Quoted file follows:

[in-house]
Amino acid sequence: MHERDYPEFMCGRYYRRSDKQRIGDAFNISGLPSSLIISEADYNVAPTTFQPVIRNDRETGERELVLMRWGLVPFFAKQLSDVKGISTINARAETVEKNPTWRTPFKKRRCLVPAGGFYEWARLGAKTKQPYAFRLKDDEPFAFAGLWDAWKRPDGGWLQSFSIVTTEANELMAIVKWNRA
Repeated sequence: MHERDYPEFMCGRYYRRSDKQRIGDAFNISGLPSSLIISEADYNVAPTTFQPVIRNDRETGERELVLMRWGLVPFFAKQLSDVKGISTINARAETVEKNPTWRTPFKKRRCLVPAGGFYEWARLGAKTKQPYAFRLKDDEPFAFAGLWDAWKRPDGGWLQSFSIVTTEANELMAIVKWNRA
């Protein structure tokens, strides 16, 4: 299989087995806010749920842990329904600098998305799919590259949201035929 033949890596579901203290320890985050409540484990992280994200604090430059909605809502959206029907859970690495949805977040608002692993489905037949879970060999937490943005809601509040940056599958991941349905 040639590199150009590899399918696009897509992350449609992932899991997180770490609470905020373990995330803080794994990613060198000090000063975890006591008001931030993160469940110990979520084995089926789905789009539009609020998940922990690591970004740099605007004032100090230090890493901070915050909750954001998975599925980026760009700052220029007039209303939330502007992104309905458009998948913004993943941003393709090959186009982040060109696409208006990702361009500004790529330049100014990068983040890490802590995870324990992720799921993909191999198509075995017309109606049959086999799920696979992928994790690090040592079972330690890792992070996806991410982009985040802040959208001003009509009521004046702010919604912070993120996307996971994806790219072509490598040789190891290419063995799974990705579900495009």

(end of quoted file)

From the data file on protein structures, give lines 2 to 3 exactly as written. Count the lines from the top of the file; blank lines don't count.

Amino acid sequence: MHERDYPEFMCGRYYRRSDKQRIGDAFNISGLPSSLIISEADYNVAPTTFQPVIRNDRETGERELVLMRWGLVPFFAKQLSDVKGISTINARAETVEKNPTWRTPFKKRRCLVPAGGFYEWARLGAKTKQPYAFRLKDDEPFAFAGLWDAWKRPDGGWLQSFSIVTTEANELMAIVKWNRA
Repeated sequence: MHERDYPEFMCGRYYRRSDKQRIGDAFNISGLPSSLIISEADYNVAPTTFQPVIRNDRETGERELVLMRWGLVPFFAKQLSDVKGISTINARAETVEKNPTWRTPFKKRRCLVPAGGFYEWARLGAKTKQPYAFRLKDDEPFAFAGLWDAWKRPDGGWLQSFSIVTTEANELMAIVKWNRA